[ietf-dkim] review of draft-ietf-dkim-overview-01
ekr at networkresonance.com
Tue Jul 11 13:33:36 PDT 2006
Eliot Lear <lear at cisco.com> writes:
> EKR wrote:
>>> I believe the point Dave is trying to make is that you don't need to
>>> deploy a huge infrastructure to deploy DKIM.
>> Well, in that case you could argue the same thing about S/MIME,
>> which can work in opportunistic (only partly secure modes).
> Right. See below about weaker claims and the lack of a fully deployed
> PKI. It is designed primarily to scale to the level of a domain.
>>> DKIM does NOT require
>> And S/MIME doesn't require PKI.
> S/MIME has its own set of problems, which I won't rehash.
Of course. My point is merely that DKIM has some set of advantages
vis-a-vis S/MIME and PGP, but that this draft overstates
>>> Deploying DNSSEC improves the security of DKIM in the face of
>>> DNS attacks.
>> In the face of attacks which we know happen....
> In those places where that's important perhaps we'll see DNSSEC
> deployment, then.
Right, so I don't think it's reasonable to claim that there's
>>>> I'm not sure I understand what reputation means in this context.
>>> I believe it would be pedantic to define a commonly used English word.
>> I disagree.
>> 1. It's a technical term in the security community, and since there's
>> no reputation service being proposed..
> The language was plainly used. You are, however, raising two separate
> issues: use of the term and whether reputation services are in scope.
> They are clearly not. However, that doesn't mean that DKIM cannot be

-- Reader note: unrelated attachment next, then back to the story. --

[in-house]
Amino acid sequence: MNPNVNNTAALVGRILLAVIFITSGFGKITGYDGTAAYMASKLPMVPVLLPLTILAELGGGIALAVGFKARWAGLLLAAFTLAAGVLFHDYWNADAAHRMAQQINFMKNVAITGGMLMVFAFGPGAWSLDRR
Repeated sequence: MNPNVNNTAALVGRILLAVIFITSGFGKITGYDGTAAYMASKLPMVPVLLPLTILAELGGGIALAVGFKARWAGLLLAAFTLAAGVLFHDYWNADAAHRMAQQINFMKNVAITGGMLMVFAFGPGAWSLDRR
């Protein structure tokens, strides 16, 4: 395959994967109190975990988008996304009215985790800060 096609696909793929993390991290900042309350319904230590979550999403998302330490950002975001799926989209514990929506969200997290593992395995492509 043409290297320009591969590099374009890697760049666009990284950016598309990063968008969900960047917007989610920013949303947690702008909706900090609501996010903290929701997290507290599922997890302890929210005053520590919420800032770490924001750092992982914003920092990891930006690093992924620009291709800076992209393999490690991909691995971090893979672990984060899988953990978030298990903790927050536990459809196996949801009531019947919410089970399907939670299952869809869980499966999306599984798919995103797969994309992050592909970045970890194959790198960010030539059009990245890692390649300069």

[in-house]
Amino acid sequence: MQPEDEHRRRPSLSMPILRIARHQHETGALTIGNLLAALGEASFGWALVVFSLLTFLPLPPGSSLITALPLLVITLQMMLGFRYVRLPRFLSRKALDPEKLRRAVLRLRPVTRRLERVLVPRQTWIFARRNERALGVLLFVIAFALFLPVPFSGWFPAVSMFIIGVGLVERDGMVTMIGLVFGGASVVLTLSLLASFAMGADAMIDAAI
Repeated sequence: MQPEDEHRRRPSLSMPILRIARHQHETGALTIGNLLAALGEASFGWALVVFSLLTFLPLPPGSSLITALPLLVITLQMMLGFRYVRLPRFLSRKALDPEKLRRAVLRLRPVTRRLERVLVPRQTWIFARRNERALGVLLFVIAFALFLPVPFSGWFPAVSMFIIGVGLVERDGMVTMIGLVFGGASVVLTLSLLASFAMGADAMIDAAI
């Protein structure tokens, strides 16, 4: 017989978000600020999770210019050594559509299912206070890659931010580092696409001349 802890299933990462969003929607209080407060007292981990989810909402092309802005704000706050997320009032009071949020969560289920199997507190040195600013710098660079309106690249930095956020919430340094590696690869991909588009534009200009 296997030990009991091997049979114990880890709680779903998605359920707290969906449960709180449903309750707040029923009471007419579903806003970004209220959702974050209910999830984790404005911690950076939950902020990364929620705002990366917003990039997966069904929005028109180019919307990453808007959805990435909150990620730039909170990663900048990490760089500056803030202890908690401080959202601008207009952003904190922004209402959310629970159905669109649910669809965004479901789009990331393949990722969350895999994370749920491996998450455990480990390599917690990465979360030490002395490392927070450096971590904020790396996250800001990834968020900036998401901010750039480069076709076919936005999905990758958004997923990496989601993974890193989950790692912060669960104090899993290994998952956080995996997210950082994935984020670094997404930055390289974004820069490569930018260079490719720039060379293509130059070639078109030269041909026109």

> used by such services, and it certainly doesn't mean that we must never
> refer to them. This having been said, I still believe the plain
> language reading connotes an obvious meaning.
Hmm... I don't. Not sure what else to say.
>> 2. As I've pointed out before, manual forensics about who actually
>> sent a message aren't really *that* difficult. Transmitting a message
>> at all puts your reputation on the line--to the extent that sending
>> spam damages your reputation.
> Forensics != verification.
And verification != reputation. What's your point?
>>> I read Dave's claim is to the contrary. They presumed a directory
>>> infrastructure that in fact has proven difficult to widely deploy to the
>>> level of the individual.
>> Hmm... I don't read it that way. The beginning of 5.4 says:
>> Unlike all four previous IETF email security initiatives, DKIM
>> employs a key centric, directory based PKI as opposed to a
>> certificate based PKI in the style of Kohnfelder (X.509) or Zimmerman
>> (web of trust).
>> Which seems to suggest that X.509 isn't directory-based. But as I
>> noted, the original design certainly was....
> While I could see how you could take this one sentence out of context
> and view it as poorly worded,
What a strange argument, since I also posted several paragraphs which
I also believe imply the same thing. You may not agree with my reading,
but I don't see why you're arguing that I'm taking it out of context.
> let's agree that the author does not
> believe X.509 was implemented outside the notion of a directory. Let me
> suggest, therefore, that you propose wording to clarify.
I would, but I don't really understand what the paragraph
is intended to mean.
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